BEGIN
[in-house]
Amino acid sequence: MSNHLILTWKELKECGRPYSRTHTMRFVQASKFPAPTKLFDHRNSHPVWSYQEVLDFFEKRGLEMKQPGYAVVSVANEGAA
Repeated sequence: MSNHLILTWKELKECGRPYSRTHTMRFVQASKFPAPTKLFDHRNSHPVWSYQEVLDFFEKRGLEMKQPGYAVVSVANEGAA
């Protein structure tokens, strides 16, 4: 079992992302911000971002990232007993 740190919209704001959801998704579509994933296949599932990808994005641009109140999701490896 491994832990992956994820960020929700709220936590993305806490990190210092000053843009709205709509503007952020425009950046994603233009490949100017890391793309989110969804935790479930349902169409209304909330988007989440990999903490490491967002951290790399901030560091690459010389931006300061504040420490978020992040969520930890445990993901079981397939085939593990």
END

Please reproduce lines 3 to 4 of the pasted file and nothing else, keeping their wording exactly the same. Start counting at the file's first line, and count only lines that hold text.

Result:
Repeated sequence: MSNHLILTWKELKECGRPYSRTHTMRFVQASKFPAPTKLFDHRNSHPVWSYQEVLDFFEKRGLEMKQPGYAVVSVANEGAA
């Protein structure tokens, strides 16, 4: 079992992302911000971002990232007993 740190919209704001959801998704579509994933296949599932990808994005641009109140999701490896 491994832990992956994820960020929700709220936590993305806490990190210092000053843009709205709509503007952020425009950046994603233009490949100017890391793309989110969804935790479930349902169409209304909330988007989440990999903490490491967002951290790399901030560091690459010389931006300061504040420490978020992040969520930890445990993901079981397939085939593990």